Solar panel voltage regulator by LM358

For regulating a solar panel’s output, there are several possible ways. A linear series regulator can be used, but has the disadvantage of causing some voltage drop and having some internal power consumption at times when the sun is weak and the load is heavy. It’s much better to use a shunt regulator, which is inactive at such times, and springs to life only when there is excess energy. For this reason, most solar panel regulators use the shunt scheme, the one presented here being no exception.

D1 can be any diode that can safely survive the panel’s current. If the panel has a very low voltage output (less than 33 cells in series), it is an advantage to employ a Schottky diode in this place.

Q1 and Q2 are common power Darlington transistors. They need to be heatsinked for safe long-term operation at the 12 Watt dissipation level. That’s easy enough to do, but many newcomers misjudge how much thermal resistance is introduced by a mica insulator! Plan on 1K/W thermal resistance inside each transistor, two times as much in the insulator (if you use any), and 370K safe junction temperature. For typical environmental conditions, this makes you need a heatsink having a thermal resistance of about 1.3K/W. If it is larger, you get more safety margin.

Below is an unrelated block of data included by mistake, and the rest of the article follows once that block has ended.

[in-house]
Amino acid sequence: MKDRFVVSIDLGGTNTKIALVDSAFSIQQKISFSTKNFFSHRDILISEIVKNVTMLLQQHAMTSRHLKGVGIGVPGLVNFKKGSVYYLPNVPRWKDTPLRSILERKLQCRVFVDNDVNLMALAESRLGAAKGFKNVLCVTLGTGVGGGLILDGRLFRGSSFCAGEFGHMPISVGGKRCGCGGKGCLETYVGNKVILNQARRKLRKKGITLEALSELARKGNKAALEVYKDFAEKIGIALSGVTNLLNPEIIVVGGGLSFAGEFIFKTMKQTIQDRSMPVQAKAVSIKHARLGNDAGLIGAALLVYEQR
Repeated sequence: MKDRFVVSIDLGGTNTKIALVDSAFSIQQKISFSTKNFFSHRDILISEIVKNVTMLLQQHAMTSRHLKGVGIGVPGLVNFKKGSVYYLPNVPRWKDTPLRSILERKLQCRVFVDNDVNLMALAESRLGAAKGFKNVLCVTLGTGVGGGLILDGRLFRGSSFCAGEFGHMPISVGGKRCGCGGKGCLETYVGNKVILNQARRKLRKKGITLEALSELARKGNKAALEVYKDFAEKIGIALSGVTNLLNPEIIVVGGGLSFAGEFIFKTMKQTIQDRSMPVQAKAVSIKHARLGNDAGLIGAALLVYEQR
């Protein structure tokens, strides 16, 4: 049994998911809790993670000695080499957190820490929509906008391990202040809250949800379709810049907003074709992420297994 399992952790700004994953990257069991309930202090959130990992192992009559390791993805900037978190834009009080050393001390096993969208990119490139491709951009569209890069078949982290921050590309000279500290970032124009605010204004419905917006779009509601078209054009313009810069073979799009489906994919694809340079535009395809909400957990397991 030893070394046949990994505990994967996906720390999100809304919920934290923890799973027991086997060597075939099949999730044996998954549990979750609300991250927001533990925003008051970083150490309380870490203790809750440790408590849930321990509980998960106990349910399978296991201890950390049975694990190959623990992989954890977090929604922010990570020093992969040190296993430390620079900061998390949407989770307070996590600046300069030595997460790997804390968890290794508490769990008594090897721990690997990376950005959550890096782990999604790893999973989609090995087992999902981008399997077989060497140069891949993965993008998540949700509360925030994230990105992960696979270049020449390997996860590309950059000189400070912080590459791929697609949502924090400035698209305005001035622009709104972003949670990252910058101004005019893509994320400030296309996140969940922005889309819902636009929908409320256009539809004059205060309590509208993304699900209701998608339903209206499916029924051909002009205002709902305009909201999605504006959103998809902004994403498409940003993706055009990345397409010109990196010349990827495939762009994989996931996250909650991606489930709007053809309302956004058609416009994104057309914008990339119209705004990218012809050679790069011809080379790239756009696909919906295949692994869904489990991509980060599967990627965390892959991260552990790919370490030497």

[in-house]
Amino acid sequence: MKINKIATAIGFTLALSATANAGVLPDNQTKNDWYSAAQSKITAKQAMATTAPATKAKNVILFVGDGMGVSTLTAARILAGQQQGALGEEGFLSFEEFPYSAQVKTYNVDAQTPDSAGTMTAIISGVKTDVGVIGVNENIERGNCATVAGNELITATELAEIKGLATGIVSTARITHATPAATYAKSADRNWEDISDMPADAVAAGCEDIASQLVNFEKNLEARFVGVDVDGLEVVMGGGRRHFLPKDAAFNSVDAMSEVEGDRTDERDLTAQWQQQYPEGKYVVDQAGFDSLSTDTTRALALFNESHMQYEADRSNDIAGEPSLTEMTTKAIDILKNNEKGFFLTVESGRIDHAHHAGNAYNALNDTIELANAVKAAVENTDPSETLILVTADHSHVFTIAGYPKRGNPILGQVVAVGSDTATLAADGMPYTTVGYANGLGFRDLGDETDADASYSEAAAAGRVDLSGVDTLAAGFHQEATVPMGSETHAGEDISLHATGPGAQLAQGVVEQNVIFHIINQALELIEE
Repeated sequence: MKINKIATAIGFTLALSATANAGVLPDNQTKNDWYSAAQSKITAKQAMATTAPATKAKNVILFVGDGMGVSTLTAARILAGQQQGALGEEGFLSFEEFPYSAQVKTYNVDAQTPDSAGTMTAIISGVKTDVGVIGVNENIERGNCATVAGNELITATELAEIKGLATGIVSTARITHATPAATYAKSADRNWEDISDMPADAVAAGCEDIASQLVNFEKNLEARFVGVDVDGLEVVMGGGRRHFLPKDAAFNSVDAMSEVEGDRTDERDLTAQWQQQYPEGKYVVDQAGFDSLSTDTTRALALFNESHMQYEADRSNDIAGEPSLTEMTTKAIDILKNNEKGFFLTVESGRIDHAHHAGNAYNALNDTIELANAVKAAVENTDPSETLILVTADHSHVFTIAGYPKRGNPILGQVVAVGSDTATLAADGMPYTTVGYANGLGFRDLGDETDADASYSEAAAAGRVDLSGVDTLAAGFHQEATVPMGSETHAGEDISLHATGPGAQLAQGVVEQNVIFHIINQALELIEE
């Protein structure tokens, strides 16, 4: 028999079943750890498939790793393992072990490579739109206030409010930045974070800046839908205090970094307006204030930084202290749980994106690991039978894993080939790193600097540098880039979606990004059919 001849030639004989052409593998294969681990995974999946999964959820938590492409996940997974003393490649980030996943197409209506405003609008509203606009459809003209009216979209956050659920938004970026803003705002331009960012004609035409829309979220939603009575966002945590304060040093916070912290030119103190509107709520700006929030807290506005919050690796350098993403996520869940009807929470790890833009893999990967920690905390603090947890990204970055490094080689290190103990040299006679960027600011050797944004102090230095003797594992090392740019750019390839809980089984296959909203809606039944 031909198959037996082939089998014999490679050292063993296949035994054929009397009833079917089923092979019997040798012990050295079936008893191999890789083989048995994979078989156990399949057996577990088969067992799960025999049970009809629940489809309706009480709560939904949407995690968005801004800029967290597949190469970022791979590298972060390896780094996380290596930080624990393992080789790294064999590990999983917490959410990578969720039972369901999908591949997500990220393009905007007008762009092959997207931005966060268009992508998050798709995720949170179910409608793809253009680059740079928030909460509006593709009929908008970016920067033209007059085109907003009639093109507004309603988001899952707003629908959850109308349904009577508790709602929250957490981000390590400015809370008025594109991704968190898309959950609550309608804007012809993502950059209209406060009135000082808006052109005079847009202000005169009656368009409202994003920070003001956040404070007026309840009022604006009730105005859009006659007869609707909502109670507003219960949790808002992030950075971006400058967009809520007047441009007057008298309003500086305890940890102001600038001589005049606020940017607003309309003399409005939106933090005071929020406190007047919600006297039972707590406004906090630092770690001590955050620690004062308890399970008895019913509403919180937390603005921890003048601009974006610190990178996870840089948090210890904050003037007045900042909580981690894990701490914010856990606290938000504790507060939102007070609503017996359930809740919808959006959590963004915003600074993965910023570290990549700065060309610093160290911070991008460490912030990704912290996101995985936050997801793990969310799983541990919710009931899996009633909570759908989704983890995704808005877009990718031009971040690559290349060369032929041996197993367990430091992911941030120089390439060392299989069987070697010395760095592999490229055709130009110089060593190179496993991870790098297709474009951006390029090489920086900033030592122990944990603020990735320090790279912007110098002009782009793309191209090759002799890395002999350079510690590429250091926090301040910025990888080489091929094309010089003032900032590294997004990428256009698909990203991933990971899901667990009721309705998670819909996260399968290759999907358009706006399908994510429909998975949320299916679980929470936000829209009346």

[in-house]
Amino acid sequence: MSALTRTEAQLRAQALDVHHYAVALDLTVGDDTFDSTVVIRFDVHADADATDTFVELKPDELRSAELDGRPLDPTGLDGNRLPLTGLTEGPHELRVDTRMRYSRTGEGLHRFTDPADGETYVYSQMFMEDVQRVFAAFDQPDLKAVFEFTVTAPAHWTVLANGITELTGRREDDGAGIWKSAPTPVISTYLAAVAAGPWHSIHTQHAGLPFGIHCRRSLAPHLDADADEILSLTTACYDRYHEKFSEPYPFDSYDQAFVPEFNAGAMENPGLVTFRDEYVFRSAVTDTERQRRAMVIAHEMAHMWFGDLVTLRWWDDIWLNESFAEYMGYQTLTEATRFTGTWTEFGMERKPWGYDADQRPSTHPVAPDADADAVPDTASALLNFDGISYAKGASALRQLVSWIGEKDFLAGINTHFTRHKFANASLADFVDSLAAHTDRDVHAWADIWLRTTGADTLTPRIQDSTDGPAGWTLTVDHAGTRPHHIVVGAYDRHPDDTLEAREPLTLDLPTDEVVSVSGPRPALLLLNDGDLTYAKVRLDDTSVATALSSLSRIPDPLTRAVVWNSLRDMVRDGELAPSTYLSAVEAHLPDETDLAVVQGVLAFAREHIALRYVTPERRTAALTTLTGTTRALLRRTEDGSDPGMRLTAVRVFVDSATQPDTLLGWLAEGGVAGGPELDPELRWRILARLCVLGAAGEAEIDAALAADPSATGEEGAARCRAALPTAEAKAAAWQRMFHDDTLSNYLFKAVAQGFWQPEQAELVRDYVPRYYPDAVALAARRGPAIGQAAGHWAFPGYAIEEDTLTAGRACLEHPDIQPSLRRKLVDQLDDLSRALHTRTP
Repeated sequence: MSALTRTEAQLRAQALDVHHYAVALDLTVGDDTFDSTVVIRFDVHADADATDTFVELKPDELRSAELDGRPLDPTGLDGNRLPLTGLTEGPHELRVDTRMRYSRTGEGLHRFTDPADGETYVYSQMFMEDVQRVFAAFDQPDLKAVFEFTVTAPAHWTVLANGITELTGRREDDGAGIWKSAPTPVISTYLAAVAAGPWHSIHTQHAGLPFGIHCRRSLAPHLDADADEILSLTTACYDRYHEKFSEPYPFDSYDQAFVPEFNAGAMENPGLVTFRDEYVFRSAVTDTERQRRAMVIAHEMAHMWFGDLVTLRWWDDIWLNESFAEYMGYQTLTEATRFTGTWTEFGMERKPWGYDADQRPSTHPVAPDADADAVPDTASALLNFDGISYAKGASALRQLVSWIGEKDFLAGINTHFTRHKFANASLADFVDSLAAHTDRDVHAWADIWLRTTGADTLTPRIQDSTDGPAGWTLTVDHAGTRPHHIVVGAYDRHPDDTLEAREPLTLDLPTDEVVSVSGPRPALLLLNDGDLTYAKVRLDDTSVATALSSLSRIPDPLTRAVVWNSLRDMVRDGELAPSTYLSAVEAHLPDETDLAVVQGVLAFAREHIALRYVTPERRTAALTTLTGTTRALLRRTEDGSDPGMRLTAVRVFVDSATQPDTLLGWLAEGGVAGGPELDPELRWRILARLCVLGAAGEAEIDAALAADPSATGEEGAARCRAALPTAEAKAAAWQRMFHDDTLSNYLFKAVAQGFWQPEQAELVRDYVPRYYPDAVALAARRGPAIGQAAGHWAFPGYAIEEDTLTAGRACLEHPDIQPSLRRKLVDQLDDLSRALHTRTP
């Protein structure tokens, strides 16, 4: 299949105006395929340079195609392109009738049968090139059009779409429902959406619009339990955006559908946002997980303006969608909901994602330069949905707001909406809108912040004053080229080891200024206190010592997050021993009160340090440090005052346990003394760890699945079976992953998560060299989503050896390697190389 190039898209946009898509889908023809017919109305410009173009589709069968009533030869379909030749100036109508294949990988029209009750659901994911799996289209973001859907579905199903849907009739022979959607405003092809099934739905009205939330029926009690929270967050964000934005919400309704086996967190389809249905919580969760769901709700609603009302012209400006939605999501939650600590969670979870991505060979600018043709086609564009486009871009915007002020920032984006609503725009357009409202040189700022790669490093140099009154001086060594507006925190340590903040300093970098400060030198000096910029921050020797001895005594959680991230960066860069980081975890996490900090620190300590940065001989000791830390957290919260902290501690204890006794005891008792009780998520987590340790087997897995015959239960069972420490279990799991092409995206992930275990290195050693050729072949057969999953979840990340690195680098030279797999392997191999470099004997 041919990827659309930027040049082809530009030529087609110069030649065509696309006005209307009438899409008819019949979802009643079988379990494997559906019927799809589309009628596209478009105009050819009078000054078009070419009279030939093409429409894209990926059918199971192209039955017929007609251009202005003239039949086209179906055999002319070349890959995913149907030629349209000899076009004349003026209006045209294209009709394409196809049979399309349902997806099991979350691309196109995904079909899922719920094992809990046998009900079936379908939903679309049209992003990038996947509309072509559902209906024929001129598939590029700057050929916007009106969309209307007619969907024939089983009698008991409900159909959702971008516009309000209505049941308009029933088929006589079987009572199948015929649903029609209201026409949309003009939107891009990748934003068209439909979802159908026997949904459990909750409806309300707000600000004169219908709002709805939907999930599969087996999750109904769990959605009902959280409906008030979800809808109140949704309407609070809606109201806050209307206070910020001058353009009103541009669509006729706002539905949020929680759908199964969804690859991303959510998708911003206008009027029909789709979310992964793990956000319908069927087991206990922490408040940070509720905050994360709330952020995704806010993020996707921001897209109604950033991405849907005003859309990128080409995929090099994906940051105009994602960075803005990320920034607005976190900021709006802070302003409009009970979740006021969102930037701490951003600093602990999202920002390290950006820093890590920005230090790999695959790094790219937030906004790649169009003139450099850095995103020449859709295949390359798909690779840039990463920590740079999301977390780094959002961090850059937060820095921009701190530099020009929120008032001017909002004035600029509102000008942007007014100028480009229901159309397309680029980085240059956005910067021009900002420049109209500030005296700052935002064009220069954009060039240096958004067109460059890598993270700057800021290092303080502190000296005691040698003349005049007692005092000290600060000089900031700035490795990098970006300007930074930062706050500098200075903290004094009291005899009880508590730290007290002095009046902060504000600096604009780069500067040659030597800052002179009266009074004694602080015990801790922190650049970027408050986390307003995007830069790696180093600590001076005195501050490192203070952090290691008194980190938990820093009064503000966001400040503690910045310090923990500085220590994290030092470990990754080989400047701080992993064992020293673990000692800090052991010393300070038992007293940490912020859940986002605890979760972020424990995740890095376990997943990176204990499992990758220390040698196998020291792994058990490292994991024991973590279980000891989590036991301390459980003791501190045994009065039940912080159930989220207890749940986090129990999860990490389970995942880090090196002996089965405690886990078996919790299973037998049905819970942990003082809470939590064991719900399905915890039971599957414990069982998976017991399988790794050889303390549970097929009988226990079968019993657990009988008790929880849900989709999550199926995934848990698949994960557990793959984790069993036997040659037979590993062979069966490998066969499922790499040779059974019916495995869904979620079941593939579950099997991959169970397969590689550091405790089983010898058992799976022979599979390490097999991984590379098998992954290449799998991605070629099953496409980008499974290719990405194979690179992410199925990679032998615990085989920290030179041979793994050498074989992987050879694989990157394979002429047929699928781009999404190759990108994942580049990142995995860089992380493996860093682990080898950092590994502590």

R1 and R2 will have to be made by combining a number of power resistors in parallel. Yes, you need to make two resistor arrays of 4 Ohm, 80W each! This 80W figure includes a reasonable safety margin. These resistors will produce a lot of heat, and you may cook your coffee on them! Be sure to mount them in such a way that they have lots of ventilation, and that the heat from them will not reach the other components.

R3 and R4 may to have be built from parallel combinations too, because of the low value of only 0.15 Ohm.

U2 is a voltage reference IC. You cannot replace it by a standard Zener diode! Zeners are much too unstable! If you can’t find this chip locally, you may use the ubiquitous 7805 regulator instead, but the power drain from the battery will be higher. In this case, of course you don’t need R8, but you would need a 1uF capacitor at the 7805 output.

Q3 is a power MOSFET that has a very low Rds(on). You may use a different one, provided that it has a resistance that’s low enough for your application. You may use several in parallel. The one I used has low loss even at loads of 20A, and can handle much more!

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